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Happily Sheltered

There are a couple of blogs to which I subscribe (they’re marked “private” so don’t even try to cruise through my blogroll and guess which blogs I’m talking about) that are real downers. I’m subscribed for various reasons – they’re by people I know in “real” life, or they’re written well, or I’m too lazy to unsubscribe. But I’m thinking I might go through the strenuous effort of clicking “unsubscribe” soon.

You see, before I graduated from library school I worked in a public library that almost made me into a drop-out statistic. I’d get to work and listen to my co-workers complain from the beginning to the end of my shift. “So glad I got my MLS so I can count parts to check-out-able games,” or “Why do we even try outreach when The Board just complains and cuts funding” were hourly fare there.

And when they weren’t complaining about their jobs, they were complaining about stupid patrons with their stupid senses of entitlement or their stupid questions. There was much proclamation of “When I was a kid I had to respect…” and “Don’t they realize…” and “Can you believe….” What’s worse, not all of this happened behind closed doors.

My supervisor kept me up to date on her never-ending job search. Our board fired director after director for spending money on things like books and salaries. And a well-established game of pass-the-buck ran rampant between the different departments. As if this weren’t enough, there was a palpable sense of militant apathy about the place. After all, what was the point of trying anything when The Board would just deny funding?

Even worse than this, I found myself sucked down into the quagmire. Such evangelical dissatisfaction is more contagious than the flu. I was part disgruntled employee, part disillusioned student on the verge of dropping out of library school (no kidding), and part shamefaced public servant who blushed (not always inwardly) to think what some patrons might have heard.

Well, these blogs that I was talking about say precisely the same sorts of things that my former co-workers said. They write eloquently, and they’re often quite funny, so I am lulled into a false sense of joviality. I find myself laughing… and then I realize that I’m beginning to think with annoyance about entitled patrons, students that have to ask for the same instructions over and over again, and students who can’t understand why I won’t be around to meet with them Sunday night at 9:45.

Maybe I’m living a sheltered life. Maybe I’m naive. Maybe I haven’t worked long enough to have the rose tint fade from my contact lenses. But as it turns out, I like it like that. I’d prefer not to get bitter. I’d prefer not to reach a state when everybody’s never-ending, half-hearted job search becomes perfectly acceptable workplace conversation.

Sure, there are days when nothing goes right, when you bend over backwards for someone and receive nothing but complaints, or when you’ve exceeded the legal limit of meeting hours per 15-hour work day. But this profession is WAY too exciting, challenging, rewarding, and generally cool for those days to warrant a place in our primary focus. What’s more, the disgruntled attitude is far too contagious to be handled safely, even in small doses. So I’m going to stop reading those blogs. I’m having way too much fun living in my happy-librarian bubble, and I want that bubble to last for at least the next half century or so.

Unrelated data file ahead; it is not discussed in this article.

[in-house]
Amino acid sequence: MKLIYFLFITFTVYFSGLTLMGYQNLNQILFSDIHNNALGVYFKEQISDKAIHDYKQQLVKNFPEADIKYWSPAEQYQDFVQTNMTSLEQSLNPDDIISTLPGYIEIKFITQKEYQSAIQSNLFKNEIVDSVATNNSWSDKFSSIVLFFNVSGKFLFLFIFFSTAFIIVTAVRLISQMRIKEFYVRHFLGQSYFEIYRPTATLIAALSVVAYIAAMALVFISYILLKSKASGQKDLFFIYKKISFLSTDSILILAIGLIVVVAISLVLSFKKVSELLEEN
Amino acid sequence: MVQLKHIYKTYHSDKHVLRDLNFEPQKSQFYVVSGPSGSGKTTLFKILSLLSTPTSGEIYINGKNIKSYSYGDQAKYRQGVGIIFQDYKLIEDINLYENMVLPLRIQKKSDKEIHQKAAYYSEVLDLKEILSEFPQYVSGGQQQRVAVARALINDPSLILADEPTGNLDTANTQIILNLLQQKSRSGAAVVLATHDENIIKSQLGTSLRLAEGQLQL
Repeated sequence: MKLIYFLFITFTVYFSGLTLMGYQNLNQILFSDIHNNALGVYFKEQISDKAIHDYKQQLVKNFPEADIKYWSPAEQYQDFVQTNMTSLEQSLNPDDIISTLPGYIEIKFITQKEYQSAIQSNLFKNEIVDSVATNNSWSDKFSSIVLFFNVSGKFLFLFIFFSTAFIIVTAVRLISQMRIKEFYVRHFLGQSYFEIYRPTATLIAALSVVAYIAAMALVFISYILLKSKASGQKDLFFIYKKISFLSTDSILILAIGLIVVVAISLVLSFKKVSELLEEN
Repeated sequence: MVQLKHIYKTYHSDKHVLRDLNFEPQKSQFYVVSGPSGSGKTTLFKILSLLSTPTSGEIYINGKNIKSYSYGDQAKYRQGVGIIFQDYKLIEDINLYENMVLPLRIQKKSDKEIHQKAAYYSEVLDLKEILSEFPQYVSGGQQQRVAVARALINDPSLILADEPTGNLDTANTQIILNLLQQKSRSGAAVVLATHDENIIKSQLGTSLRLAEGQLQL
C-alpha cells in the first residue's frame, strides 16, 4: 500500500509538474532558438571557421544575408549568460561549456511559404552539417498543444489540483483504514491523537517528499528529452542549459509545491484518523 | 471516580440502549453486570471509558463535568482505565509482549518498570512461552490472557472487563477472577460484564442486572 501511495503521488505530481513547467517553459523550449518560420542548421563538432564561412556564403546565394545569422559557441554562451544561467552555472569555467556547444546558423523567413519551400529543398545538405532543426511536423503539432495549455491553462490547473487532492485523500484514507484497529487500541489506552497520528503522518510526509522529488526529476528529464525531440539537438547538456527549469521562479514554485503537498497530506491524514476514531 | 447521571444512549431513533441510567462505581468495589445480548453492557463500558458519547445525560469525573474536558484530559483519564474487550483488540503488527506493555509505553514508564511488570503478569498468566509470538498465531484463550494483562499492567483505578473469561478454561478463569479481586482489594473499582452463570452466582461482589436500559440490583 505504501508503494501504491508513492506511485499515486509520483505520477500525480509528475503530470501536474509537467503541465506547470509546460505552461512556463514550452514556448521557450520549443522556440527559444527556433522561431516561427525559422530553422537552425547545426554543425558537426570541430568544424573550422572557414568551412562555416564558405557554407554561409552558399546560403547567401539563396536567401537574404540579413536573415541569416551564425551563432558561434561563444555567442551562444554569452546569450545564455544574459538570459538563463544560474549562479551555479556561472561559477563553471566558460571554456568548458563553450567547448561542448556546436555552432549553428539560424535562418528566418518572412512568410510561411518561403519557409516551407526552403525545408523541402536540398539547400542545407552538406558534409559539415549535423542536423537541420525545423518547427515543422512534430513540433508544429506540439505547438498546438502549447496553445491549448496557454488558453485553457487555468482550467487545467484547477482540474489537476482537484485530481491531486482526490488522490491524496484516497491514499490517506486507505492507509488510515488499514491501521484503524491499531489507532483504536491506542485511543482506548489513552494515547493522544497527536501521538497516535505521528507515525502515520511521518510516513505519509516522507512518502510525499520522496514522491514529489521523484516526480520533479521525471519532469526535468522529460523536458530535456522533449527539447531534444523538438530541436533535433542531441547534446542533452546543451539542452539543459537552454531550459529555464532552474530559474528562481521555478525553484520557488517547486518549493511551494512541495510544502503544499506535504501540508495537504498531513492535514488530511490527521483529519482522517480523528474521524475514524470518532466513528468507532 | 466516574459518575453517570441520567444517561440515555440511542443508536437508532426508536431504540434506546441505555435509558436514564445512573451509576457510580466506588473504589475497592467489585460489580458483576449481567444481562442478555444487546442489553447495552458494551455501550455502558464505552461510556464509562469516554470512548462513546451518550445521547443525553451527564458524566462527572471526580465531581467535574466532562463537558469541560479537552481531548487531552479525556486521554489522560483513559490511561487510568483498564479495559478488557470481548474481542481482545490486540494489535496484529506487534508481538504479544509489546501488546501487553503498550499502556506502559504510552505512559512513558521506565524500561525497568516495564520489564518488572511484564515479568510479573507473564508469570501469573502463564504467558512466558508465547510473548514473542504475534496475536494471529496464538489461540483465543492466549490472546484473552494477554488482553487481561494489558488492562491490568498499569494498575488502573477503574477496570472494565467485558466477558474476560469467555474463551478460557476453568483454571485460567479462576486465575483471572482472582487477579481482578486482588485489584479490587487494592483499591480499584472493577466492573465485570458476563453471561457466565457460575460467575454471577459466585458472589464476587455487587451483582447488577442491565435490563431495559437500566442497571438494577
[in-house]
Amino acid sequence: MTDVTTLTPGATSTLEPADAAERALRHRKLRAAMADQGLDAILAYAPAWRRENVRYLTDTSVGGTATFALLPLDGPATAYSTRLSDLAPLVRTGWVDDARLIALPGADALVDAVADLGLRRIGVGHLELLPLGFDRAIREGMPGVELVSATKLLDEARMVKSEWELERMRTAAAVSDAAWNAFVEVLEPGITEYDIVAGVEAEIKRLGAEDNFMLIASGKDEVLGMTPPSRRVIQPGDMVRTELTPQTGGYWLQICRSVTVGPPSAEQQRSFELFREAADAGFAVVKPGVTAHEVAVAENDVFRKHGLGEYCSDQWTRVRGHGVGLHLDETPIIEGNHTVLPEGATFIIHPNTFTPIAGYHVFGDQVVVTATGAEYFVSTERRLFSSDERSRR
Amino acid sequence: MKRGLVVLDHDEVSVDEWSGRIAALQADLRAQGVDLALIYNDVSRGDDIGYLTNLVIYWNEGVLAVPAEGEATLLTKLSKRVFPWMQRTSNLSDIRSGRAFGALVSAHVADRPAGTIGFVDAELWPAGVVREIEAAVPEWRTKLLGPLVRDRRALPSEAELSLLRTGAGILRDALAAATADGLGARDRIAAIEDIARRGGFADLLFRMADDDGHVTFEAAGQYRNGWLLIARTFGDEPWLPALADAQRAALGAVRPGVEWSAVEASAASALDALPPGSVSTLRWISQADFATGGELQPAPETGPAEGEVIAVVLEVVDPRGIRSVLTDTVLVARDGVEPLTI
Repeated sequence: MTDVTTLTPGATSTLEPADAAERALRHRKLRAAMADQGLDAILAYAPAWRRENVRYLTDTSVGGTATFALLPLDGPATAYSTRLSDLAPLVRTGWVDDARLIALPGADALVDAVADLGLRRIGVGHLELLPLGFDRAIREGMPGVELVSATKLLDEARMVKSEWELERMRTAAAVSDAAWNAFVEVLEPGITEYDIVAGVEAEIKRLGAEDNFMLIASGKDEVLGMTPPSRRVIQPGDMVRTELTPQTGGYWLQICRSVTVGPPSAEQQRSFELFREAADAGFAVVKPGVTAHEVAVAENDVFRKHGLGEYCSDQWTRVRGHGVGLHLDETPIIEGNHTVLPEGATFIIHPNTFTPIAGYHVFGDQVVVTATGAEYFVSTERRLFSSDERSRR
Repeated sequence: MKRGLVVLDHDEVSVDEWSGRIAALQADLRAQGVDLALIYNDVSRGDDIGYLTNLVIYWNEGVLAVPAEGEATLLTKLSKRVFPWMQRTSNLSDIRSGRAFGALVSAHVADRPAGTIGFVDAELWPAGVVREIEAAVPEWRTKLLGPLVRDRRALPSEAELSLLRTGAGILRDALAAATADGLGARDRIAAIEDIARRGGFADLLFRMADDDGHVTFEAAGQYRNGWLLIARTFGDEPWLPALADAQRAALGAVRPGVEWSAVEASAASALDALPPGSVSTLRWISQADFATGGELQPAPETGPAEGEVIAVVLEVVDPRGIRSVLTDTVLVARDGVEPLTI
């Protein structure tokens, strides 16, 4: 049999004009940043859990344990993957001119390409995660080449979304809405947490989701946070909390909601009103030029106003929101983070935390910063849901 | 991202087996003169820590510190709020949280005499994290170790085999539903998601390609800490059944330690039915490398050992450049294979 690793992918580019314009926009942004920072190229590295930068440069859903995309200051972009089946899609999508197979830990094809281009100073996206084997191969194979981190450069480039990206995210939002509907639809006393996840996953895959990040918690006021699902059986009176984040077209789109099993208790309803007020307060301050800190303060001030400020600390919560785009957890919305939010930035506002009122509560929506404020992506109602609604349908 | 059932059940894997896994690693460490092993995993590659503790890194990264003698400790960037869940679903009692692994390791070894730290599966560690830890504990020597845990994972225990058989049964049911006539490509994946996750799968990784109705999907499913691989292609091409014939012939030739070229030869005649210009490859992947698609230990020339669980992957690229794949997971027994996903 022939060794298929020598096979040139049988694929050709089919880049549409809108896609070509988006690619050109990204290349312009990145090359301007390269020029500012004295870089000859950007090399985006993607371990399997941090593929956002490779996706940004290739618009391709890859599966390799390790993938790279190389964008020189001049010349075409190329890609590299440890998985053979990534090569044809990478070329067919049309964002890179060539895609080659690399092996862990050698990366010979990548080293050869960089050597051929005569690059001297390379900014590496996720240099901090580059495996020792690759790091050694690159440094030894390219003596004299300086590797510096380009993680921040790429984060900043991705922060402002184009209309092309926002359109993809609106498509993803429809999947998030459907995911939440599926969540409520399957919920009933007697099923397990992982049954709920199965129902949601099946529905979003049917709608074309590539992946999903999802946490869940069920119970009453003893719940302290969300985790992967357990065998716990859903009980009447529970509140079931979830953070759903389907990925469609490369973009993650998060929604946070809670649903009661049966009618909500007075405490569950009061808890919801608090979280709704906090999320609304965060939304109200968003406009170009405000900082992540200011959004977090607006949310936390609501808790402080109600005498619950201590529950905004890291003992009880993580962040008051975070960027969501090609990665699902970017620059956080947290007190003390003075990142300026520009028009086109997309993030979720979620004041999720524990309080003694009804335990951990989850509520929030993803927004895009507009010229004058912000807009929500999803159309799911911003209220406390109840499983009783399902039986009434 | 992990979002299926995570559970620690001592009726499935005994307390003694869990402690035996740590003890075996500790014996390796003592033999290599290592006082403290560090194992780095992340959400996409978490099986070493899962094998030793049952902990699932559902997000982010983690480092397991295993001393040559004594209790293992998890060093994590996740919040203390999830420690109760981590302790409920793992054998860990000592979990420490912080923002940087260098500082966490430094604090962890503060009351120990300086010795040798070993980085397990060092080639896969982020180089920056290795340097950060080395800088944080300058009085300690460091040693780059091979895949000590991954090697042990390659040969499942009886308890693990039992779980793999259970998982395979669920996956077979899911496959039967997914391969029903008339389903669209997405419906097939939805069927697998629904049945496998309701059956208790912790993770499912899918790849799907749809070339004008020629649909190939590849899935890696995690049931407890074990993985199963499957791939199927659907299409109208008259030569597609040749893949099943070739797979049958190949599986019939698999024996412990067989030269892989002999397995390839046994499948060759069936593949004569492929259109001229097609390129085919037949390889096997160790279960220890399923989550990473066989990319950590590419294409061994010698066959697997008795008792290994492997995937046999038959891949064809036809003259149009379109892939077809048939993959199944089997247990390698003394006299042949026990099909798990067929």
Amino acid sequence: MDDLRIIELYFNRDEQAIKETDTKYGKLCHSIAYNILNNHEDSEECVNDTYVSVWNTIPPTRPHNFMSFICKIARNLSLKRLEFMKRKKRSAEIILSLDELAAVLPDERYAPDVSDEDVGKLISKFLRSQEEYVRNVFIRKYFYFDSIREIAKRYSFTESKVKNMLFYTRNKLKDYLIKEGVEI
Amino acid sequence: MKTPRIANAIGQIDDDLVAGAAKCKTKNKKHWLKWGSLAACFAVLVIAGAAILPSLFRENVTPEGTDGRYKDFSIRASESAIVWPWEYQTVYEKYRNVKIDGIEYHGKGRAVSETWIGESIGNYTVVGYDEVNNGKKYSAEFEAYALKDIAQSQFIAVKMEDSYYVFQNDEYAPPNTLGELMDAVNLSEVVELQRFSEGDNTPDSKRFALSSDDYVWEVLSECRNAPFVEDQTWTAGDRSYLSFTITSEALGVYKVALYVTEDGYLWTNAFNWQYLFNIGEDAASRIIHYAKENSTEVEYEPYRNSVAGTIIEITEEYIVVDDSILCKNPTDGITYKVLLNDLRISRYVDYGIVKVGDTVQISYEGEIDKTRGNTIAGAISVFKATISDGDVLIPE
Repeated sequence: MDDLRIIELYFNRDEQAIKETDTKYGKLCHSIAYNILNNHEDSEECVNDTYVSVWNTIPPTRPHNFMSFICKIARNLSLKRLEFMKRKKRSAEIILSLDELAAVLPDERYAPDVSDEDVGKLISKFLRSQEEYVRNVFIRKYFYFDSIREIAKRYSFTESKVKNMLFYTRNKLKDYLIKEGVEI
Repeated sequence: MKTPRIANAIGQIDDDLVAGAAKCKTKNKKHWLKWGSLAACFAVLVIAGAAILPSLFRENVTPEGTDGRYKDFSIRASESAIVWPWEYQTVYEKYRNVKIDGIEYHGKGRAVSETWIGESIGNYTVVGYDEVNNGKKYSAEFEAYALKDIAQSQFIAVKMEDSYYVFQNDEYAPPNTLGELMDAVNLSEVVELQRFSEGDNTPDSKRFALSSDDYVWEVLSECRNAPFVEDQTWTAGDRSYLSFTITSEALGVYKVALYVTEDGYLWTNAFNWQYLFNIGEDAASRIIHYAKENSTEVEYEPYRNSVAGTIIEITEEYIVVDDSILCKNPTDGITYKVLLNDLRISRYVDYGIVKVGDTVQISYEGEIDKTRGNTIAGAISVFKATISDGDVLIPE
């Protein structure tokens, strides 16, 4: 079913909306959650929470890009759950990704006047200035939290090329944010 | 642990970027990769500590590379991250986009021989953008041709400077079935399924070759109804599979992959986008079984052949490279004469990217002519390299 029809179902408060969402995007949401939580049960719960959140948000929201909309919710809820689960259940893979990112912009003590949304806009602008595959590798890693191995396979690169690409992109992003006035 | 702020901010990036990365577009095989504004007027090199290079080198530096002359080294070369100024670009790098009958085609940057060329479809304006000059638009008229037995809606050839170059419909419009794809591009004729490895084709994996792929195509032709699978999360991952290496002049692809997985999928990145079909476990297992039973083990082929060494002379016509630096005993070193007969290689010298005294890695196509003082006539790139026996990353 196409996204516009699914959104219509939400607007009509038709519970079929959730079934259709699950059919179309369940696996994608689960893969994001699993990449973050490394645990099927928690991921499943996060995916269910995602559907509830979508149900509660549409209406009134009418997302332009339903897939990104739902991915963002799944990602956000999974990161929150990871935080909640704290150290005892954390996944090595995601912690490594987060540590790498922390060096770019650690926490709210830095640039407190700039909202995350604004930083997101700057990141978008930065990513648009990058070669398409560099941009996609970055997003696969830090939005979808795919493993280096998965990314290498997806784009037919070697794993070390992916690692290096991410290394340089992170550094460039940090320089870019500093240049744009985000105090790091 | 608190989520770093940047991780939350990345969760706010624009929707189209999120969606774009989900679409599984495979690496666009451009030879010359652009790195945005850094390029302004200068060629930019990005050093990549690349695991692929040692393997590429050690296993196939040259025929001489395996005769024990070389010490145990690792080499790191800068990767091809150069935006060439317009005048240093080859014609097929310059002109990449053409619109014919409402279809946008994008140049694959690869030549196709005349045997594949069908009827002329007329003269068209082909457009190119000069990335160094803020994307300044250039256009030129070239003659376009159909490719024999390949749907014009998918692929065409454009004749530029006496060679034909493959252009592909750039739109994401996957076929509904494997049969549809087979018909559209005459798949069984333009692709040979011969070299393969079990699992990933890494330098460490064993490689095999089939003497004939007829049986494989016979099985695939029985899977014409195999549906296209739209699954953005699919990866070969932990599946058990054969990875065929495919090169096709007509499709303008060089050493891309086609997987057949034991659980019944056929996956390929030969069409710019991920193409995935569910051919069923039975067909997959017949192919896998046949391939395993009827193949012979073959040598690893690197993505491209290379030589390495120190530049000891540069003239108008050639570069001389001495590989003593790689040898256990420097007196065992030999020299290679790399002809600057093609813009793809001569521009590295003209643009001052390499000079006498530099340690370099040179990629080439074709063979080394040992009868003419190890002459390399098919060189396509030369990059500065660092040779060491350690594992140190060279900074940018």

Published inCarleton


  1. joshua m. neff joshua m. neff

    This is a great post, Iris, and I’m with you 100% on retaining enthusiasm for our profession. But I didn’t know you were on the verge of dropping out of grad school. How tragic. Good thing you stuck with it, though.

  2. Jennifer Macaulay Jennifer Macaulay

    Very well said, Iris! More . . .

  3. Iris Iris

    Thanks, Josh. :)

    Yeah, for a while there it was just pure stubbornness that got me through school. I’d started something so I was going to finish it, so there. And besides, I’d spent so much money on it already.

    I don’t remember what, precisely, changed my mind about the whole thing. It had something to do with you and my other classmates being pretty amazingly cool, Hope O. and Iris X. being incredible teachers and people, and working at a different library.

    For the last full year of library school I worked at a small academic library, where people actually cared about the job and each other, even in the face of a near-zero budget. It helped me see that there was room in librarianship for enjoying one’s work.

    I’ve come to discover that I’m in my dream job now. There’s so much latitude for enjoying one’s work here, and my co-workers are fun and inspiring and helpful. I’ll fight tooth and nail never to go back to the state I was in at that toxic job.

  4. Iris Iris

    Wow, thanks Jennifer. It really is good to know that other people feel the same way. I feel better already.

  5. Steve Steve

    For what it’s worth, Iris, there are cranks and people with poop in their pants everywhere. Is it worse in libraries? I don’t know, but I have lived with the same stuff since I started in the profession 14 years ago and I empathize with your feelings. But never let it get you down; if you succomb to their negativity, then they’ve won. We’re better than that and chances are we will outlast them and outlive them.

  6. Iris Iris

    Hi Steve,

    I’m sure there are plenty of complainers out there in every profession. Ironically, today I’ve become one of them. How meta… I’m complaining about complaining. :)

    In general, though, I think this whole topic is part of what made me love the blogging world. There are so many positive people out there, so few blogs that concentrate mostly on complaining, and I learn so much every day. I’m having a blast!

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